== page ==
Thursday, 28 January 2016

We Need A New Definition of Affordable Housing

The definition of affordable housing, in terms of the requirement for builders to provide it, as part of any new development, is that its price should be 20% below the average price of houses in the area. That is clearly a ridiculous definition. On TV, last week, even Tory candidate for London Mayor, Zach Goldsmith, admitted that, in London, it means that someone on even double the average London wage, would not be able to buy such “affordable housing”, in the capital. The average house price in London, is now over half a million pounds, so that 20%, below that still means defining affordable as houses costing around £450,000. A new definition of affordable needs to be established, as a legal requirement for all new developments.

In the past, house prices remained fairly stable at around 3 times average wages. For most of the last century, house prices went nowhere. Between 1900 and 1960, the inflation adjusted price of houses rose by zero! During some years they rose, but in other years they fell, sometimes by as much as 20%. After 1950, UK house prices rose by less than 1% a year in real terms, and that was entirely consistent with the rise in average household incomes that occurred between 1950 and 1970. Yet, house prices in the last 30 or 40 years have rocketed, despite wages being relatively stagnant.

That mirrors the situation with stock markets, where during the period of post war boom, GDP grew far more rapidly than the rise in stock markets, whilst in the following period, when GDP grew more slowly, stock markets soared. Both have the same root cause, a huge expansion of credit, and the encouragement of workers to make up for their sluggish wage increases, by going into increasing levels of unsustainable household debt. That is most notable after 1987. After that period, UK household debt to income rose from around 80-100%, to 160%. We are back now at levels of household debt equal to those in 2007-8, just prior to the financial meltdown. The difference today is that global interest rates are rising, and there is nothing central banks can do about that.

The average rate of interest is determined by the interaction of the demand for and supply of capital, and for various reasons I have described before, that balance is shifting in the direction of the demand outstripping the supply. That view has also been expressed recently by David Solomon of Goldman Sachs, who talks about capital markets becoming tighter, with firms having to go back into capital markets to issue additional bonds, or shares to raise capital.

As interest rates rise that is going to create a much greater financial crisis than happened in 2008. Not only will UK households, with this huge amount of debt, suddenly find that their debt repayments have risen by massive amounts each month, but the process of capitalisation also means that many of the paper assets they have seen as constituting their wealth, will evaporate into thin air. That process of capitalisation, for example, will cause land and property prices to collapse. That will also affect the banks that rely on these paper assets as the basis of their own balance sheets, so that they will be faced with needing to call in and curtail huge amounts of their current lending, as their own balance sheets shrink.

Much of this, and the consequent effects on the real economy could have been avoided had the irrational rise in property prices being prevented, but all governments over the last thirty years have seen an advantage in facilitating the delusion of rising real wealth – which was really rising impoverishment through increased debt – and have then found that having created that delusion, they could not risk unpopularity by causing the bubble to burst. Now that has changed. More people now see rising house prices as a bad thing rather than a good thing, as the reality begins to sink in.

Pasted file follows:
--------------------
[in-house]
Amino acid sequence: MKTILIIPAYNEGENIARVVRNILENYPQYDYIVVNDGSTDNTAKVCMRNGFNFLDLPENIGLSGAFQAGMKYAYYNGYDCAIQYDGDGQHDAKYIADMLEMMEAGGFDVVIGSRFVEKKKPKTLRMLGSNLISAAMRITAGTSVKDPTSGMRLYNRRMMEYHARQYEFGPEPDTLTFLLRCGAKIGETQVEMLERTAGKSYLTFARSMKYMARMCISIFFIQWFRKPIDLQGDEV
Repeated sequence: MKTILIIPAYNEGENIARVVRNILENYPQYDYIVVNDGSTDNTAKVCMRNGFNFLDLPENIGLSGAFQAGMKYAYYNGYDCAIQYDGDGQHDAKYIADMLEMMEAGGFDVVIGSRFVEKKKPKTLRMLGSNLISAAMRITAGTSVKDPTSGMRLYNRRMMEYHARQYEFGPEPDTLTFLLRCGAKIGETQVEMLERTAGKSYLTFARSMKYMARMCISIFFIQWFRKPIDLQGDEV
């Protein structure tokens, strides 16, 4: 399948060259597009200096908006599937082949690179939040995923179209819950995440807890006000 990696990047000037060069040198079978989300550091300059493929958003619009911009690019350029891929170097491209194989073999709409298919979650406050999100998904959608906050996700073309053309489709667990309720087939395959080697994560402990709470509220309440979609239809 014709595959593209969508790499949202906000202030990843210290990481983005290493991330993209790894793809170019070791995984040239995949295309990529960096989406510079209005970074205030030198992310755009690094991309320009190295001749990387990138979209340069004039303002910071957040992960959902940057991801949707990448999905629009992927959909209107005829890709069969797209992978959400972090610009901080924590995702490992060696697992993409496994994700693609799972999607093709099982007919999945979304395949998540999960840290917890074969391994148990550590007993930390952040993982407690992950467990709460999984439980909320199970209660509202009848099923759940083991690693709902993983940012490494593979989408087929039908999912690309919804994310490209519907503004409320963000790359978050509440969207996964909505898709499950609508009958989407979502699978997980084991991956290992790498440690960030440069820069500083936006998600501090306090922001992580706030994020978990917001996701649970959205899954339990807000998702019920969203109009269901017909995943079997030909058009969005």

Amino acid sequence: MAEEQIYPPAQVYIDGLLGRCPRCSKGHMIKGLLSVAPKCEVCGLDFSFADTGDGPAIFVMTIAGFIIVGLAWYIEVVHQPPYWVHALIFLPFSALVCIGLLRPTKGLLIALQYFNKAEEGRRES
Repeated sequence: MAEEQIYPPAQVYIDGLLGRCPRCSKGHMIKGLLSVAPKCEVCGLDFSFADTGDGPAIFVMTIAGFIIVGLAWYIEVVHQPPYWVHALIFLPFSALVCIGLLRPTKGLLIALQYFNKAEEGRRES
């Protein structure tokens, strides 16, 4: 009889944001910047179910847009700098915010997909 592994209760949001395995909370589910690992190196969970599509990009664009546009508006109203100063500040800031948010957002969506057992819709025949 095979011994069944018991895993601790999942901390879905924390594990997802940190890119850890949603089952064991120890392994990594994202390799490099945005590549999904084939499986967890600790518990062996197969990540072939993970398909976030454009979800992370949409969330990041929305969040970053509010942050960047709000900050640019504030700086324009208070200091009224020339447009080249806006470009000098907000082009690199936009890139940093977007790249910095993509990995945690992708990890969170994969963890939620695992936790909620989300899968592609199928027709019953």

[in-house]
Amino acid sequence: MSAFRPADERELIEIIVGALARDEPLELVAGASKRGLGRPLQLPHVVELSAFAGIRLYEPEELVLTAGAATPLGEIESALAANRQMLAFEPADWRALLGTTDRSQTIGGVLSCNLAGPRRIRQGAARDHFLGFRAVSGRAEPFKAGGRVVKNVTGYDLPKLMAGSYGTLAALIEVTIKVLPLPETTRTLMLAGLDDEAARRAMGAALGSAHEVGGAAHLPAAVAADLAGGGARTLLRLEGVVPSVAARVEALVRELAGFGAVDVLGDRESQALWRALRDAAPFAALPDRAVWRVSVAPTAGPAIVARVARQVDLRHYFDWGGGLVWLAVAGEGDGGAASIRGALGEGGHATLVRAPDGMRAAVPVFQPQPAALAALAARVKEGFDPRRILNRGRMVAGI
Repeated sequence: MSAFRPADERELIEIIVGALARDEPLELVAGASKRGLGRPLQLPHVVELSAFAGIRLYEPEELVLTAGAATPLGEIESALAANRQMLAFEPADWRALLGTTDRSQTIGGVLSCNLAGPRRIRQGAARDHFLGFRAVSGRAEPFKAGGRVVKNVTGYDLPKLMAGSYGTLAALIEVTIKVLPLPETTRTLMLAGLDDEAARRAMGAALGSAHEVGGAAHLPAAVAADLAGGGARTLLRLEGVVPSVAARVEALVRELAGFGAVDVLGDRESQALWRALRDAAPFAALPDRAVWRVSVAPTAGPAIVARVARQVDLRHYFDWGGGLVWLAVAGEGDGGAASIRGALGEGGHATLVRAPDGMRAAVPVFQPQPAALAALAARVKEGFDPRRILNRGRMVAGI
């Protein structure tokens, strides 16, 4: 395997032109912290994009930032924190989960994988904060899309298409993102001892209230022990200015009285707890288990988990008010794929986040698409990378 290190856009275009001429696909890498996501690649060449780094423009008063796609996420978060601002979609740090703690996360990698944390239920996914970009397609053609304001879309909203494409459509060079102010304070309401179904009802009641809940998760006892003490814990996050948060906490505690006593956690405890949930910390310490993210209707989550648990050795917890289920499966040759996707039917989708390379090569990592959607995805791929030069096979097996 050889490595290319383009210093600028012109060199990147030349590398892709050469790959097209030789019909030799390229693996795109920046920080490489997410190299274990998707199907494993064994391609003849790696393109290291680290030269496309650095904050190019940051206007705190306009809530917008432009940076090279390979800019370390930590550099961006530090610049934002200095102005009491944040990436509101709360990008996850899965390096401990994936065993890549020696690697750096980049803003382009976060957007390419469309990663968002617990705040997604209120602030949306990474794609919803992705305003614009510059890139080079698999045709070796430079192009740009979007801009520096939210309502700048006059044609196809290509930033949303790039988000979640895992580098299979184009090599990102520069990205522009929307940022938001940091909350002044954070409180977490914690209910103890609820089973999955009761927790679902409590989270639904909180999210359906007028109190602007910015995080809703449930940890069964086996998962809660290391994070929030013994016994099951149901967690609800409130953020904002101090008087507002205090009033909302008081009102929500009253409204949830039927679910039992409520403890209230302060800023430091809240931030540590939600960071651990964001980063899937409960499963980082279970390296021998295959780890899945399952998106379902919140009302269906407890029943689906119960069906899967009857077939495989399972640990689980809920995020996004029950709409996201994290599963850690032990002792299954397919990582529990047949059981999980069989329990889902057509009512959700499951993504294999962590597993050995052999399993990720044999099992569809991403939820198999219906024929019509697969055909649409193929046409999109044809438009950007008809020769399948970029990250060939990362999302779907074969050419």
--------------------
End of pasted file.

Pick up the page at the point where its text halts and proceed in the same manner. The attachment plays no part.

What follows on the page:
As part of restoring some measure of sanity, therefore, a start would be to introduce a more rational definition of “affordable housing”. I would suggest that it be that it is defined as being a house price that is no more than three times average income for the particular area. In a place like Stoke, for example, where average wages are closer to £15,000 a year, than the national average figure of £25,000, that would mean a price of around £45,000. In London, it would mean a price of more like £90,000. If builders cannot provide affordable housing, as part of any new development, at these prices, they should be required to provide, instead, rented properties.

But, its also necessary to ensure that this does not result in just a further reduction in the quality of property provided as “affordable”. Britain already has some of the worst housing in Europe, in terms of the average property size. That is compounded by current planning rules on the Green Belt etc., which squeeze additional properties into unsuitable locations, on brownfield sites, where no one wants to live. We should introduce something akin to the old Parker-Morris standards for housing.

But, in addition to this, local councils, should have a mandatory duty imposed upon them to provide, by one means or another, the amount of new dwellings required for their area, as set out in the local plan. If private developers cannot provide the required additional dwellings to buy or rent, then the local authority should have a required duty to build those houses themselves, and to acquire the land needed by compulsory purchase, in the same way that, in the 1960's, slum clearance was achieved by such compulsory purchase of existing dwellings.

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